Lache gazed out over the fields of their family’s home – the Flusswelle estate – the fields rolling beyond view, the creek carving through the landscape of the Wasser Realm. His twin brother slid down the hill at his feet, his hands coming up to rest his head on as he lounged against the bright grass, grinning up at him.
“Lie down,” he called, squinting up into the glare of the arcing sun. “Relax.”
Lache grinned, sliding down the hill to his knees beside his brother, settling back as he let the cool breeze wash over him. “Remember when we used to play tag in these paddocks?”
Laufend’s lips curled in a smirk. “Yeah?”
“Becken couldn’t keep up,” Lache chuckled, and Laufend bolted upright.
“Remember!” he said excitedly, face animated as his hands sculpted memories from the still, unbroken landscape. “He was so fast! And we’d dive in the creek, and he couldn’t lay a hand on us with your amplifying!”
“You’d phase us out,” Lache recalled fondly. “Behende said it was cheating.”
Laufend poked his tongue out in a mockery of disdain, imitating a child in eighteen-year-old form. He really hadn’t matured. “Behende always lost, that’s why he called it cheating.”
“It was, sort of,” Lache admitted with a shrug, and Laufend looked incredulously offended. He placed a hand over his heart in ridicule.
“If I was blessed with the talent of phasing, and you were blessed with the talent to amplifying that magery, then that’s not out faults. It’s not cheating; they just couldn’t lay hands on us.”
“Because you phased us out of existence,” Lache chortled, watching as Laufend pushed to his feet. “You can’t lay a hand on someone when your hand passes right through them.”
“I’ll tell you what,” he bargained, “I’ll give you twenty feros if you can catch me.”
“Do you swear?”
“Don’t I ever?” Lache arched an eyebrow at him, but Laufend laid a solemn hand over his chest. “I swear it.”
He gave a startled cry as Lache’s passed through him, staggering with the force of his unbridled momentum.
“My own brother,” he said, shaking his head in exasperation. “Trying to cheat me out of my money.”
“You’re phasing,” Lache challenged, pointing.
“I’m not allowed to phase?”
“It’s hardly fair.”
“I’ll double your wager if you don’t phase,” Lache prompted, and Laufend’s grin broadened.
“Deal. Catch me if you can,” he taunted, dashing past Lache. The teenager bolted after him, breath rising freely to his lips as his feet thudded across the verdant plains, his knees rolling to propel him forwards.
After a few minutes of chasing and being chased, Laufend staggered to a halt at the base of the treeless hill, doubling over to catch his breath. Lache slowed to a stop beside him, equally fatigued. “Truce?”
Lache extended a hand to shake Laufend’s outstretched palm, and watched it pass through. Laufend burst into laughter, rolling with the motion as Lache shoved him light-heartedly.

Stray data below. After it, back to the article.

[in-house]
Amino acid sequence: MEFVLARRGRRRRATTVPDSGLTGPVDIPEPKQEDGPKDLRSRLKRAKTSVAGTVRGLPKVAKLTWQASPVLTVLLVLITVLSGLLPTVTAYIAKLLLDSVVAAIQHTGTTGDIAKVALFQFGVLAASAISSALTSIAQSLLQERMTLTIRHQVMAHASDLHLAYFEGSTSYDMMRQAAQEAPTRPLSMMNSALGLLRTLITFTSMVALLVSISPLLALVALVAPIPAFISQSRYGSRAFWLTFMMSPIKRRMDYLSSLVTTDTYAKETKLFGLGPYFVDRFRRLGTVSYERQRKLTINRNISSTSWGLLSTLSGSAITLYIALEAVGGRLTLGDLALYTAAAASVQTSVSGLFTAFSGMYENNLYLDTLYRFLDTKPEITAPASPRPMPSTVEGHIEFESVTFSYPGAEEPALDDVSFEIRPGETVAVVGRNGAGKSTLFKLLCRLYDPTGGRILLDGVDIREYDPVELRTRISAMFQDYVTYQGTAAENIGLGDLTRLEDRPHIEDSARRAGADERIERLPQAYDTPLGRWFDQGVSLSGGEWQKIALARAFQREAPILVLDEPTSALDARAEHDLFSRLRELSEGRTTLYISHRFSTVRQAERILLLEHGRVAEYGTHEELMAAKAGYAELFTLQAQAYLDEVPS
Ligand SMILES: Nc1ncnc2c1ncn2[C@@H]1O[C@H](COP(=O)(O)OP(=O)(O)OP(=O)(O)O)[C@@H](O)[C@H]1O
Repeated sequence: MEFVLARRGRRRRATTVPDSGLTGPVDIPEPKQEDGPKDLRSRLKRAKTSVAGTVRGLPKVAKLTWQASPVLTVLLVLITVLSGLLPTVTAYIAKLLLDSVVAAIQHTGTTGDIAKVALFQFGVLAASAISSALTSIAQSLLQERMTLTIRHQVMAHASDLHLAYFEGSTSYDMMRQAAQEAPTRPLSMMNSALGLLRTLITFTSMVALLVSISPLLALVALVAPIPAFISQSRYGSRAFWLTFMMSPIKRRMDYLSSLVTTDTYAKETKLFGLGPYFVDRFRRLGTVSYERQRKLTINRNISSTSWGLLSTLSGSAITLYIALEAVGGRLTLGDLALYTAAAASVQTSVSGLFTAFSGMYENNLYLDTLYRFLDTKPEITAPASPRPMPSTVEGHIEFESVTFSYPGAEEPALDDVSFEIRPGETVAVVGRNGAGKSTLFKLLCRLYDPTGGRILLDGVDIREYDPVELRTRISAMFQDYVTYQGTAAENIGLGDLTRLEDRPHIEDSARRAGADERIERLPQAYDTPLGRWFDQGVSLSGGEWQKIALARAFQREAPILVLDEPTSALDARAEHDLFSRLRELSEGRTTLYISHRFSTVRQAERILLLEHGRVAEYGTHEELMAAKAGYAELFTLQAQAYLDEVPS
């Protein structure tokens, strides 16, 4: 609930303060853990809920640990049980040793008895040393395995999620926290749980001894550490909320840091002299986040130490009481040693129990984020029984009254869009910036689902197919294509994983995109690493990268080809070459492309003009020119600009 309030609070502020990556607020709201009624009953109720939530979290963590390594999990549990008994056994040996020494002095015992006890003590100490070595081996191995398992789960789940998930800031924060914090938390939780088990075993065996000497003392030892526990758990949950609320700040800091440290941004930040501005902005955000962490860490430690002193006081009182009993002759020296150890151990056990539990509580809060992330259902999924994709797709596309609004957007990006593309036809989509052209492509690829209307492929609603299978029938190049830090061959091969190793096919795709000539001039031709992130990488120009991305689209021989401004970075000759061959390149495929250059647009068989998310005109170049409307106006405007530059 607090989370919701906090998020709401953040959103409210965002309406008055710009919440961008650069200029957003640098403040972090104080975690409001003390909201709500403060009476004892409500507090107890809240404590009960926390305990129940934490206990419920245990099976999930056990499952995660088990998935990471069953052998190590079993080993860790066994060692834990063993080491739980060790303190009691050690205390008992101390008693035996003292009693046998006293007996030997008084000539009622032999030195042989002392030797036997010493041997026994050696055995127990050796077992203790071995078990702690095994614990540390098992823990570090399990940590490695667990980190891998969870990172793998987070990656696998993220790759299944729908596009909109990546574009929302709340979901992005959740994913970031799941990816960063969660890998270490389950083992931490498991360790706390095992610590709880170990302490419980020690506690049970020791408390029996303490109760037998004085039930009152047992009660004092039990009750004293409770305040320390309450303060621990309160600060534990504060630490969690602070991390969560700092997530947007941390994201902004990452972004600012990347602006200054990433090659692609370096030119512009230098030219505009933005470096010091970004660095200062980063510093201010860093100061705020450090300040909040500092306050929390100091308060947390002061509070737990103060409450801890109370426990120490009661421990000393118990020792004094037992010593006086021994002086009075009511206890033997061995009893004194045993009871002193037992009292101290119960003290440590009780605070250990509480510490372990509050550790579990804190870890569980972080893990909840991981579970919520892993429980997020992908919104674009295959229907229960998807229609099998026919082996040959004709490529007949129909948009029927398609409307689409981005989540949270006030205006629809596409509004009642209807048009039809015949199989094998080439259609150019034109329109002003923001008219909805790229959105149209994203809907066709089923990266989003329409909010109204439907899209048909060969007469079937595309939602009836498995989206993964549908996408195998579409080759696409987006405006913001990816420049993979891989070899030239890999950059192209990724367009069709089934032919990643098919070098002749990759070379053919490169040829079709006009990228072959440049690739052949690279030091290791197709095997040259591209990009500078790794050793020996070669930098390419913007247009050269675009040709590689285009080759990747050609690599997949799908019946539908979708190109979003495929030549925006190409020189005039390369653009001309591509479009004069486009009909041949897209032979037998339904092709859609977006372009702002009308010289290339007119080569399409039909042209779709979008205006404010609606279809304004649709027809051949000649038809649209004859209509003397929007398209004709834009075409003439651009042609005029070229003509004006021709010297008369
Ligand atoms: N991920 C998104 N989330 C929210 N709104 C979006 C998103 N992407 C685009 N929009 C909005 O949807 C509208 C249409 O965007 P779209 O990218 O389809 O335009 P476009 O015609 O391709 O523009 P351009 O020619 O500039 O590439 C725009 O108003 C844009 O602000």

“You fall for it every time,” Laufend snickered, and the other Wasserborn rolled his eyes, pivoting back towards the direction of the house.
Lache froze where he stood, Laufend turning to face what had startled him.
The field before them was filled with perhaps sixteen scattered black figures. The creatures were undoubtedly human. But they looked like great, flightless birds speckled across the green landscape like the pockmarks of a plague. They were undoubtedly threatening in their silence and unannounced presence.
They wore black robes that came to their knees, their legs bound in black wraps around worn boots. Their sleeves hung almost to the floor, great sweeping wings that masked their gloved hands from immediate view. Their faces were obscured by white ovals with black, pitiless eyes, staring relentlessly as Laufend reached out and wrapped fingers around his wrist. Lache felt that familiar tug behind his navel, the feeling of his magery surging under Laufend’s prompt.
Three of them sprung forwards at once, and Lache yelled in surprise, taking a reflexive step back as they passed effortlessly through the twin brothers. Laufend spun, dragging Lache with him, to face the creatures that skidded around on the hill, their heels gouging into the dirt as they turned to reassess the pair. His fingers dug bruises into Lache’s wrist.
“Don’t let go of me,” he instructed, and Lache nodded, staring down the men who didn’t move, summing up their plan of attack. “On three. One, two–”
He didn’t need any more instruction than that. He knew his brother’s mind inside and out. They had played this game as children, whenever Becken and Behende had wanted to play tag. Laufend would wrap fingers around his wrist, and would willingly pull Lache from that place just behind his navel, tugging his amplifying magery up and into both of them, and replacing it with his own phasing talent.
When the creatures bent down this time, preparing to launch at them again, the brothers surged forwards, leaping and ghosting through the three men. They landed clear on the other side, stumbling briefly before they caught themselves and bolted.
“Keep running!” Laufend shouted, and Lache could hear the fear behind his determination. His breath seared in his lungs, but Lache didn’t hesitate.
He heard the whistle before he saw the dagger that skimmed Laufend’s wrist, causing the other to jerk the limb away with a cry of surprise and pain. Lache’s hand leapt to his elbow, wrapping startled fingers around the limb as another man phased through exactly where he was standing. The twins staggered to a halt, facing the creature as he straightened, pursued by his comrades.
“What do you want?” Laufend screeched at the men, but their only response was silence.
“Who are you?” Lache asked more evenly, but received the same response.